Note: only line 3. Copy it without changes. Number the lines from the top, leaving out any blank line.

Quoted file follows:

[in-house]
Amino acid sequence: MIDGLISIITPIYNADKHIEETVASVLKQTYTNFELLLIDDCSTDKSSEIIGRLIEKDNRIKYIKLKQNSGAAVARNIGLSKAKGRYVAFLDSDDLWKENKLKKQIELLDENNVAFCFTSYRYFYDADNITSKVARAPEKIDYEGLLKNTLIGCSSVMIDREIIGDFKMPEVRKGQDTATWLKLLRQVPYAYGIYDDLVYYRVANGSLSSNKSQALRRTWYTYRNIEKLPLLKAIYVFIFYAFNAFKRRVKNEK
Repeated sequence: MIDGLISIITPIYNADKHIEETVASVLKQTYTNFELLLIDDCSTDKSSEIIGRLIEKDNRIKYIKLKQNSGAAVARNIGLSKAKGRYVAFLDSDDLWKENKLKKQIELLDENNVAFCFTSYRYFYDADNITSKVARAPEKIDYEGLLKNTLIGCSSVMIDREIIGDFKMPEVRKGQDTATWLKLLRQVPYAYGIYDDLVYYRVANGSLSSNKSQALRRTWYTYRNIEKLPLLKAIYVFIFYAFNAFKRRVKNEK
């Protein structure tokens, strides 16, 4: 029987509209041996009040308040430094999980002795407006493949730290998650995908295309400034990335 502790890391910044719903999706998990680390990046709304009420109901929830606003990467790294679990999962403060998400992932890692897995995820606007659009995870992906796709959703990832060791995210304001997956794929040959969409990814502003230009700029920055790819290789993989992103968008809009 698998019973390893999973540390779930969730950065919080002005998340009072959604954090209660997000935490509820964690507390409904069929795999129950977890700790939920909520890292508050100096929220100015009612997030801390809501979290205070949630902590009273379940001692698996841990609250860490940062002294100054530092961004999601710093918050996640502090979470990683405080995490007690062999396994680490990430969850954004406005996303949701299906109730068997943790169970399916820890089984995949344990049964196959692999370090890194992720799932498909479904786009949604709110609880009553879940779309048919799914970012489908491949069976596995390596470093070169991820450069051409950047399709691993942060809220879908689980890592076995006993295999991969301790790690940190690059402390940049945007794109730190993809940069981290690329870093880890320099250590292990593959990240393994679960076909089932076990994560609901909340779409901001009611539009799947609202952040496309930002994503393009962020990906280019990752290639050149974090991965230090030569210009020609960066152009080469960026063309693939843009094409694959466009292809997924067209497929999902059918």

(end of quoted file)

Repeated sequence: MIDGLISIITPIYNADKHIEETVASVLKQTYTNFELLLIDDCSTDKSSEIIGRLIEKDNRIKYIKLKQNSGAAVARNIGLSKAKGRYVAFLDSDDLWKENKLKKQIELLDENNVAFCFTSYRYFYDADNITSKVARAPEKIDYEGLLKNTLIGCSSVMIDREIIGDFKMPEVRKGQDTATWLKLLRQVPYAYGIYDDLVYYRVANGSLSSNKSQALRRTWYTYRNIEKLPLLKAIYVFIFYAFNAFKRRVKNEK